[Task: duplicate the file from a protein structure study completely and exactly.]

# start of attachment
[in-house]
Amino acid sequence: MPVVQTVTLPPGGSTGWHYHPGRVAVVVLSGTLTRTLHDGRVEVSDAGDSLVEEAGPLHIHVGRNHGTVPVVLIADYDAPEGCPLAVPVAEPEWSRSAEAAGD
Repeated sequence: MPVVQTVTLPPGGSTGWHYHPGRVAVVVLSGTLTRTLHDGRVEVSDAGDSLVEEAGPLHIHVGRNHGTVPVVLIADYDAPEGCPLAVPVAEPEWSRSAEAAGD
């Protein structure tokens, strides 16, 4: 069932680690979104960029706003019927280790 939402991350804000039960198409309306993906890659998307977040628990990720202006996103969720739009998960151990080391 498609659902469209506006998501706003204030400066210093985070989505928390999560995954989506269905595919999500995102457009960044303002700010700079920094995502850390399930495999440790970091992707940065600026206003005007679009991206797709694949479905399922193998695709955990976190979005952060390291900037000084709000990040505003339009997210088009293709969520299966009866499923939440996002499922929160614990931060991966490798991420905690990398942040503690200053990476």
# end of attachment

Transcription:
[in-house]
Amino acid sequence: MPVVQTVTLPPGGSTGWHYHPGRVAVVVLSGTLTRTLHDGRVEVSDAGDSLVEEAGPLHIHVGRNHGTVPVVLIADYDAPEGCPLAVPVAEPEWSRSAEAAGD
Repeated sequence: MPVVQTVTLPPGGSTGWHYHPGRVAVVVLSGTLTRTLHDGRVEVSDAGDSLVEEAGPLHIHVGRNHGTVPVVLIADYDAPEGCPLAVPVAEPEWSRSAEAAGD
């Protein structure tokens, strides 16, 4: 069932680690979104960029706003019927280790 939402991350804000039960198409309306993906890659998307977040628990990720202006996103969720739009998960151990080391 498609659902469209506006998501706003204030400066210093985070989505928390999560995954989506269905595919999500995102457009960044303002700010700079920094995502850390399930495999440790970091992707940065600026206003005007679009991206797709694949479905399922193998695709955990976190979005952060390291900037000084709000990040505003339009997210088009293709969520299966009866499923939440996002499922929160614990931060991966490798991420905690990398942040503690200053990476």